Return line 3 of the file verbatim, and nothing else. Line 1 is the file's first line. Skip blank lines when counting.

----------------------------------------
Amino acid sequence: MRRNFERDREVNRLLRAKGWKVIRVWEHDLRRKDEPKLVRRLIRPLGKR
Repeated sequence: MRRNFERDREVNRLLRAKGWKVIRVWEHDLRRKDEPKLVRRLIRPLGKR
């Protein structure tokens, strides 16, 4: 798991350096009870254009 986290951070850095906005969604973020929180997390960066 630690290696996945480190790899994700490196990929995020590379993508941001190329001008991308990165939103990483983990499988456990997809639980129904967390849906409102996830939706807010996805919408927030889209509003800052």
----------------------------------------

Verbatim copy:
């Protein structure tokens, strides 16, 4: 798991350096009870254009 986290951070850095906005969604973020929180997390960066 630690290696996945480190790899994700490196990929995020590379993508941001190329001008991308990165939103990483983990499988456990997809639980129904967390849906409102996830939706807010996805919408927030889209509003800052």